A figure of message in which the orator or journalist abruptly breaks off from the prior method of his discourse and details in second individual some person or thing absent or current as Miltons apostrophe to Light at the beginning of the next book of ldquoParadise Lostrdquo
- the level (') regularly suggest the omission of one or higher letters from a printed term
- target to an absent or fictional person
- A figure of message through which the orator or author suddenly breaks off from the last approach to their discourse, and addresses, in 2nd individual, some person or thing, missing or present; as, Milton's apostrophe to Light at the beginning of the third book of "haven missing."
- The contraction of a word by the omission of a letter or letters, which omission is marked by the personality ['] put where the letter or letters would have been; as, call'd for called.
- The mark ['] familiar with denote that a word is developed (as with ne'er for never, can not for can't), and also as an indication of the possessive, singular and plural; because, a kid's hat, young men' hats. Within the second utilize it initially noted the omission associated with page e.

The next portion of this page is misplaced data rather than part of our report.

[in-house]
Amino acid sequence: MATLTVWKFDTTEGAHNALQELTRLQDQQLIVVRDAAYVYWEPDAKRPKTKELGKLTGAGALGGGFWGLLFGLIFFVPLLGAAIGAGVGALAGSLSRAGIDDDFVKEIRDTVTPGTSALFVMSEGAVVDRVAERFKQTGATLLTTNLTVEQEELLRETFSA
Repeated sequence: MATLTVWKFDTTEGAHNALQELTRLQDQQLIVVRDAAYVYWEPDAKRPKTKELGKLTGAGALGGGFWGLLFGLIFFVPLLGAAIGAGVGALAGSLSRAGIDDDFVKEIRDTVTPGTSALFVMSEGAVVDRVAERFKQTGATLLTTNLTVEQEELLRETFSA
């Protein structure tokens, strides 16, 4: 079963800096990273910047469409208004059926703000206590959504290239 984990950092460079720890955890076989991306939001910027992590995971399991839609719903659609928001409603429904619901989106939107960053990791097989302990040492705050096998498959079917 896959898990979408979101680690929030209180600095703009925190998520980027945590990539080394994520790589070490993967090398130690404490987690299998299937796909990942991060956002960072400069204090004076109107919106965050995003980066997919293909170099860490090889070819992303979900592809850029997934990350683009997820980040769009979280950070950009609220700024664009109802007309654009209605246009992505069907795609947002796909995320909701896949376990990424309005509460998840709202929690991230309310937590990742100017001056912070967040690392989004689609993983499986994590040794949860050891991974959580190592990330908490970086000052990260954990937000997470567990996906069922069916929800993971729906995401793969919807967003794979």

level suggesting omitted letter, 1580s, from Middle French apostrophe, from belated Latin apostrophus, from Greek apostrophos (prosoidia) "(the accent of) turning away," hence, a mark showing in which a letter has been omitted, from apostrephein "avert, turn away," from apo- "from" (see apo-) + strephein "to show" (see strophe). In English, the mark usually signifies lack of -e- in -es, possessive ending. It absolutely was becoming extended to any or all possessives, whether or not they ever endured an -e- or perhaps not, by 18c. Greek also utilized this term for a "turning apart" of an orator in address to address some individual, a feeling first recorded in English 1530s.
The apostrophe ( ’ although usually rendered as ' ) is a punctuation level, and often a diacritic level, in languages that use the Latin alphabet or certain other alphabets.
(n.) A figure of message wherein the orator or journalist unexpectedly breaks off from the prior approach to their discourse, and addresses, inside 2nd individual, some person or thing, absent or current; since, Milton's apostrophe to Light at the start of the third book of "Paradise Lost."
- (letter.) The contraction of a word because of the omission of a letter or letters, which omission is marked because of the personality ['] placed in which the letter or letters would-have-been; as, call'd for known as.
- (letter.) The mark ['] accustomed denote that a word is developed (such as ne'er for never ever, cannot for cannot), and also as an indication of the possessive, single and plural; since, a boy's cap, boys' hats. In latter utilize it originally marked the omission of page e.
Under this head we may class errors which arise from the omission or the insertion of such marks as the apostrophe and the hyphen.